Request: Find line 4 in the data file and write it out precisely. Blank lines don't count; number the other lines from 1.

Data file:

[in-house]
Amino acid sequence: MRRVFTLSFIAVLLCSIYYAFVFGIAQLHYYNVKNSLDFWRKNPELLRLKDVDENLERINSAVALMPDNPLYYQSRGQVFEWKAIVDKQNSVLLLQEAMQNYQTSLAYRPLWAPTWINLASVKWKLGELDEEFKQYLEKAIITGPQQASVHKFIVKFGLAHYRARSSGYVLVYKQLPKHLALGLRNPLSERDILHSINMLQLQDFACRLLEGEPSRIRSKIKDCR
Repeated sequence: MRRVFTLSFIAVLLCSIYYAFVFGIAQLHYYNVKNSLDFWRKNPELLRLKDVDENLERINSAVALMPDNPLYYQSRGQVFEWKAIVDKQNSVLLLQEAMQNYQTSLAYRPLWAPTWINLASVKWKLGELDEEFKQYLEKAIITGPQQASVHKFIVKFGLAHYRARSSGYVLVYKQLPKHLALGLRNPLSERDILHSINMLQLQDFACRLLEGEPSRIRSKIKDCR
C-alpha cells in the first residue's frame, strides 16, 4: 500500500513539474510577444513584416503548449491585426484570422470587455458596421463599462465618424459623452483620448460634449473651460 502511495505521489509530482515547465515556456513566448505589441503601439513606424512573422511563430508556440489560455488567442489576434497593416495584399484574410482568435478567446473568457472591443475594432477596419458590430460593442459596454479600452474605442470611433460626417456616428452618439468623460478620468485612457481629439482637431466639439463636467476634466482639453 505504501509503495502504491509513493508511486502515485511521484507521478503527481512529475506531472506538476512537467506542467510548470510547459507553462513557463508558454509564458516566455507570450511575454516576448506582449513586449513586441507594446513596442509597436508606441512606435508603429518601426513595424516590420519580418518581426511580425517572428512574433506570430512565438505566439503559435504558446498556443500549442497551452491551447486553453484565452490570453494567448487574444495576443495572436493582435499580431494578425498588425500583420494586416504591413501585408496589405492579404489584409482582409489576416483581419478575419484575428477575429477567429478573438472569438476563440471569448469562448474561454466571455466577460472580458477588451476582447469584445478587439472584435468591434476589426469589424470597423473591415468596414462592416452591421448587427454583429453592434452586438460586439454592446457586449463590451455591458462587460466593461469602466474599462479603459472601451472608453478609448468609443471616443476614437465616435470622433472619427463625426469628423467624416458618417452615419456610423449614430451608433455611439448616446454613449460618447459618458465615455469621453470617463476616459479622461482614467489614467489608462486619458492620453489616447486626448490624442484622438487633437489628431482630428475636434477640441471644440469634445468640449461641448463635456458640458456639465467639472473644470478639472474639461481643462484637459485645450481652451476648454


C-alpha cells in the first residue's frame, strides 16, 4: 500500500513539474510577444513584416503548449491585426484570422470587455458596421463599462465618424459623452483620448460634449473651460 502511495505521489509530482515547465515556456513566448505589441503601439513606424512573422511563430508556440489560455488567442489576434497593416495584399484574410482568435478567446473568457472591443475594432477596419458590430460593442459596454479600452474605442470611433460626417456616428452618439468623460478620468485612457481629439482637431466639439463636467476634466482639453 505504501509503495502504491509513493508511486502515485511521484507521478503527481512529475506531472506538476512537467506542467510548470510547459507553462513557463508558454509564458516566455507570450511575454516576448506582449513586449513586441507594446513596442509597436508606441512606435508603429518601426513595424516590420519580418518581426511580425517572428512574433506570430512565438505566439503559435504558446498556443500549442497551452491551447486553453484565452490570453494567448487574444495576443495572436493582435499580431494578425498588425500583420494586416504591413501585408496589405492579404489584409482582409489576416483581419478575419484575428477575429477567429478573438472569438476563440471569448469562448474561454466571455466577460472580458477588451476582447469584445478587439472584435468591434476589426469589424470597423473591415468596414462592416452591421448587427454583429453592434452586438460586439454592446457586449463590451455591458462587460466593461469602466474599462479603459472601451472608453478609448468609443471616443476614437465616435470622433472619427463625426469628423467624416458618417452615419456610423449614430451608433455611439448616446454613449460618447459618458465615455469621453470617463476616459479622461482614467489614467489608462486619458492620453489616447486626448490624442484622438487633437489628431482630428475636434477640441471644440469634445468640449461641448463635456458640458456639465467639472473644470478639472474639461481643462484637459485645450481652451476648454